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Early Netherlandish painting refers to the work of artists, sometimes known as the Flemish Primitives, active in the Burgundian Netherlands during the 15th- and 16th-century Northern Renaissance, especially in the flourishing cities of Tournai, Bruges, Ghent and Brussels in modern-day Belgium. Their work follows the International Gothic style and begins approximately with Robert Campin and Jan van Eyck in the early 1420s. It lasts at least until the death of Gerard David in 1523, although many scholars extend it to the start of the Dutch Revolt in 1566 or 1568. Early Netherlandish painting overlaps in time with the Early and High Italian Renaissance but is seen as an independent artistic culture, separate from the Renaissance humanism that characterised developments in Italy. Because the works of these painters represent the culmination of the northern European medieval artistic heritage and the incorporation of Renaissance ideals, the painters are sometimes categorised as belonging to both the Early Renaissance and Late Gothic.
The major Netherlandish painters include Campin, van Eyck, Rogier van der Weyden, Dieric Bouts, Petrus Christus, Hans Memling, Hugo van der Goes and Hieronymus Bosch. These artists made significant advances in natural representation and illusionism, and their work typically features complex iconography. Their subjects are usually religious scenes or small portraits, with narrative painting or mythological subjects being relatively rare. Landscape is often richly described but relegated as a background detail before the early 16th century. The painted works are generally oil on panel, either as single works or more complex portable or fixed altarpieces in the form of diptychs, triptychs or polyptychs. The period is also noted for its sculpture, tapestries, illuminated manuscripts, stained glass and carved retables.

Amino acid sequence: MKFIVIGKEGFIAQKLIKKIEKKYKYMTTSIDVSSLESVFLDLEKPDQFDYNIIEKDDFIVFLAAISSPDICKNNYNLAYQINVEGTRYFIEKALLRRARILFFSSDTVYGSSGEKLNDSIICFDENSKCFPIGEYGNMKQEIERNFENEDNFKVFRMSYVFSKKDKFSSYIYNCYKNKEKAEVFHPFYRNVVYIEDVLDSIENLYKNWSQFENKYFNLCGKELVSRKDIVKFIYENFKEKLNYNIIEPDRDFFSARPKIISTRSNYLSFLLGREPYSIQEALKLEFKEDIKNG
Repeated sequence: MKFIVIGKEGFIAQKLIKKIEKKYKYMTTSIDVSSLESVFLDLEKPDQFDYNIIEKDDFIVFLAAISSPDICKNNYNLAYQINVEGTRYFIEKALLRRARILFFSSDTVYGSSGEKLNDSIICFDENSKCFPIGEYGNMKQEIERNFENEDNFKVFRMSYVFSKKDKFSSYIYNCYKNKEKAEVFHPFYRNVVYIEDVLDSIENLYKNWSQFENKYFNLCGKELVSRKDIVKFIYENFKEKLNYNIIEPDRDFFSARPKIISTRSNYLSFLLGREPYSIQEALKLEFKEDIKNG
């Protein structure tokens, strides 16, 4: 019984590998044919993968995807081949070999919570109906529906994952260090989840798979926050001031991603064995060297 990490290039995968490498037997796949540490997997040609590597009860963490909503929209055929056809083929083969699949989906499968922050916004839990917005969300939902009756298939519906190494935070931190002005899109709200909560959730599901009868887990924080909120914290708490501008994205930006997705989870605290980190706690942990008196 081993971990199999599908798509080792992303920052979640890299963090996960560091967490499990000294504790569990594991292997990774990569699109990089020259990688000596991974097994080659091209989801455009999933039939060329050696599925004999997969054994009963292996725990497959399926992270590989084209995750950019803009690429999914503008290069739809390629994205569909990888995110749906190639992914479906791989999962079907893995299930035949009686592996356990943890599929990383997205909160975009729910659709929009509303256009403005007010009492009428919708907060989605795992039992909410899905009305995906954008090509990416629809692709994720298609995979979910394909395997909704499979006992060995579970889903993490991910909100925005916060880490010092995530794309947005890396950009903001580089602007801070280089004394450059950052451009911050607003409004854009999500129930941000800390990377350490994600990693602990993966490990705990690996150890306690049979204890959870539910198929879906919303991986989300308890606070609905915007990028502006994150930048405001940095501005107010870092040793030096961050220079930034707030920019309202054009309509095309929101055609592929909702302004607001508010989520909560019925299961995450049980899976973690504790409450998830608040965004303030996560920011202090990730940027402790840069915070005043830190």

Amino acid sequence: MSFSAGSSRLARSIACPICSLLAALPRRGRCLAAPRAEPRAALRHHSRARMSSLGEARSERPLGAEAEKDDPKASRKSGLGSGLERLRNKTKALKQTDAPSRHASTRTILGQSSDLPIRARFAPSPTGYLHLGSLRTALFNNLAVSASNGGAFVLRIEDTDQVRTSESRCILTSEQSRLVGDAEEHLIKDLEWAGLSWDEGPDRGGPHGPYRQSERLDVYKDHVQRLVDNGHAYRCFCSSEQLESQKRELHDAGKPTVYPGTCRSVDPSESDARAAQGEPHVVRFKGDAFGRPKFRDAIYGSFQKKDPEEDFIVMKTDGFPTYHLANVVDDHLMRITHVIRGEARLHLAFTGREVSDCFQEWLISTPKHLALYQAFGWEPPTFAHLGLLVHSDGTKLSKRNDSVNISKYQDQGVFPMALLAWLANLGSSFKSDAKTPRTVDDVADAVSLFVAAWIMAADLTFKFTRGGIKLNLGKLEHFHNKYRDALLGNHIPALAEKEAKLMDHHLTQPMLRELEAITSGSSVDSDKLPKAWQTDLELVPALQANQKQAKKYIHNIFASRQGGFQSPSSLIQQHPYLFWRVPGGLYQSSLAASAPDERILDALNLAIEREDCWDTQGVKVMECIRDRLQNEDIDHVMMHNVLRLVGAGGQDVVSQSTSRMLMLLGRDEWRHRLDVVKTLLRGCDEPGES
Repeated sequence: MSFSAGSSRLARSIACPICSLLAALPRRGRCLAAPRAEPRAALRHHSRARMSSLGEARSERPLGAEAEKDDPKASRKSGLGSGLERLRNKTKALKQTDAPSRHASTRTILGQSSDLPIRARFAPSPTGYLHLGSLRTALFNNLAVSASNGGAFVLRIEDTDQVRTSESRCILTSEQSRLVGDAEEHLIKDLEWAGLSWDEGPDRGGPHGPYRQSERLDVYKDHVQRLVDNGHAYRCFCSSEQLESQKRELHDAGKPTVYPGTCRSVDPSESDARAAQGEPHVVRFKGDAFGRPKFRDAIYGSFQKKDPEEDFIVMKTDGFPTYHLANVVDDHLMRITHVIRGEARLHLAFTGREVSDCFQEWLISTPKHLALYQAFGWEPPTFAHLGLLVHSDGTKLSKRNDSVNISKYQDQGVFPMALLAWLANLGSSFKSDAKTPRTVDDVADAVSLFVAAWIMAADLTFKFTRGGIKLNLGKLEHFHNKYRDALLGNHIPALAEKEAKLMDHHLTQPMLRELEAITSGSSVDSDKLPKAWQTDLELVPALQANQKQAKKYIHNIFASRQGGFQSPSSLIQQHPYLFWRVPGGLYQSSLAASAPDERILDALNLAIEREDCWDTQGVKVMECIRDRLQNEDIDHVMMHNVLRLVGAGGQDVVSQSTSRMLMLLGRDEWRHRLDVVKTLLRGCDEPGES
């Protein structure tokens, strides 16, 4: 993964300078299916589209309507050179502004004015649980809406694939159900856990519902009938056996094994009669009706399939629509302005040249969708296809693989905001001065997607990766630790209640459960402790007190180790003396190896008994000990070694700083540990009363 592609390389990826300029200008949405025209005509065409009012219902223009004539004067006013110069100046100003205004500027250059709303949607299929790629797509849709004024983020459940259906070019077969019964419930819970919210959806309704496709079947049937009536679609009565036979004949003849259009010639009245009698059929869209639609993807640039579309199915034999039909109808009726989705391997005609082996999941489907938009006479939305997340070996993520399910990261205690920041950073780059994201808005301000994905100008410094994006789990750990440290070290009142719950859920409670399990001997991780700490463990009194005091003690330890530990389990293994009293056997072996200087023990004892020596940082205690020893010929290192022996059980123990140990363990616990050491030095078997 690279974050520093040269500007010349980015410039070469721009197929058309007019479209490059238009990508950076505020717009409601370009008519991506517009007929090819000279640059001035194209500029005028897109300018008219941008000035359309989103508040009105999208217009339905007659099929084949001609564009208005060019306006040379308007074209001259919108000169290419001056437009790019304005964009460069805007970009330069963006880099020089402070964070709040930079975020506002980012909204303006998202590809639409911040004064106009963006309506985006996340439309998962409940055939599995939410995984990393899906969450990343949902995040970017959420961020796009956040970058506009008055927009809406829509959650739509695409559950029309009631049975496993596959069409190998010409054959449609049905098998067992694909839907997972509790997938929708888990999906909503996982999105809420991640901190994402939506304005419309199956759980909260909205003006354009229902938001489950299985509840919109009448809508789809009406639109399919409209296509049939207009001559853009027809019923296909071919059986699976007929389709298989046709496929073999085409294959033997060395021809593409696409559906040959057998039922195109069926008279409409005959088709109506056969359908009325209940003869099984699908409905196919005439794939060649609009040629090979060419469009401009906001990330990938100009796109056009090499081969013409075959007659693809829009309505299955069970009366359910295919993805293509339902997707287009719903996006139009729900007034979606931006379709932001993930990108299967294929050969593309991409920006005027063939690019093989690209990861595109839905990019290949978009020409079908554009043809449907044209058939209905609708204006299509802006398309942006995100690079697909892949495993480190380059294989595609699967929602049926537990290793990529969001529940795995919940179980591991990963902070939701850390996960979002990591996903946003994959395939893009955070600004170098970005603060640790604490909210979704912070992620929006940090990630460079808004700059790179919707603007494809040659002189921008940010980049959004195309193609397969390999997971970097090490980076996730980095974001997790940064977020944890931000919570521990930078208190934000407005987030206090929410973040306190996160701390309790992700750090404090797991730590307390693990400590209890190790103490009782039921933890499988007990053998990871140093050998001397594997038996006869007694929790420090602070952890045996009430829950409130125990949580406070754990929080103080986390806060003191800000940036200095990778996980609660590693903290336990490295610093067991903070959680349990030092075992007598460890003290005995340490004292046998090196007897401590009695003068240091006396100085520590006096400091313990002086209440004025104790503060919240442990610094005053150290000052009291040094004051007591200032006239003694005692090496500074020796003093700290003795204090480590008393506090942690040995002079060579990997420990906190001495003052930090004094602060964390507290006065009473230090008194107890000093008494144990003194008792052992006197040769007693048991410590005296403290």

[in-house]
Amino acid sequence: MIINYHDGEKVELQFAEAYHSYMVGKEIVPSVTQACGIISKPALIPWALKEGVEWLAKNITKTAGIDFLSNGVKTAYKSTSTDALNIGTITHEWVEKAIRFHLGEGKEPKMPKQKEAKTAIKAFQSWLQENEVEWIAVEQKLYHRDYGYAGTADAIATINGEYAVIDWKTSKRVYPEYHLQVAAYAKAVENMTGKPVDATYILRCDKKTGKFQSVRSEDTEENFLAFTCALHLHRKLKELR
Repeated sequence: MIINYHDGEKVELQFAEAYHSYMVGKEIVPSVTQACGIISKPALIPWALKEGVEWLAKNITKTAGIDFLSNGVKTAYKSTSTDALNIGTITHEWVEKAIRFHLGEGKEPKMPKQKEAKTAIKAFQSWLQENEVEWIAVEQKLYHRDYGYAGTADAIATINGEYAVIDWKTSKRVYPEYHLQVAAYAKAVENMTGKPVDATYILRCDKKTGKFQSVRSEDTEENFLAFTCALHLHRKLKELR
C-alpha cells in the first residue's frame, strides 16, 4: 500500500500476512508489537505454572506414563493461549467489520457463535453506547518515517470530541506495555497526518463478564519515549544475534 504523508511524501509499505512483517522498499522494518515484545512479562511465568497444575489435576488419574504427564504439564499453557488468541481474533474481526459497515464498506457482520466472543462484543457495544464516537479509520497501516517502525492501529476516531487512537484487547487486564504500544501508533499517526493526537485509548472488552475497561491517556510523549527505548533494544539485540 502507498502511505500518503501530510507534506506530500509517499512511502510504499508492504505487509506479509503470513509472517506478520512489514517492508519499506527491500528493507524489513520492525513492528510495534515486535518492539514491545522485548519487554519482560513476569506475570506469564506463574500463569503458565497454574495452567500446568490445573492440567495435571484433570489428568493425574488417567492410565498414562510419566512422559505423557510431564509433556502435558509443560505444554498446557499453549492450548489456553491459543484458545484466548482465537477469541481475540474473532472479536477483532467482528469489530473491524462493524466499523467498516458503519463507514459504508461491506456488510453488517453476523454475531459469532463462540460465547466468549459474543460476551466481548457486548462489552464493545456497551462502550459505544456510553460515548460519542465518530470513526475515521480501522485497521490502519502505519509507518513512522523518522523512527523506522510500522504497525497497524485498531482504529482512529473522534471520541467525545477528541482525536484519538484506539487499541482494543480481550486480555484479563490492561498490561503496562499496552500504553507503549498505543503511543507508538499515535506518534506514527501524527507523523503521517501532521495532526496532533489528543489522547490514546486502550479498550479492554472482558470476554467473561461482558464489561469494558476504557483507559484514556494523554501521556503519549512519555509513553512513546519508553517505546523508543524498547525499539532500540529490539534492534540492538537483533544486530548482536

The period occurred during the height of Burgundian influence in Europe, when the Low Countries became the political and economic centre in Northern Europe, noted for its crafts and luxury goods. In conjunction with production by the workshop system, panels and a variety of crafts were sold on commissions from foreign princes or to merchants through market stalls. The majority of the works were destroyed during waves of iconoclasm in the 16th and 17th centuries and today only a few thousand examples survive. Early northern art in general was not well regard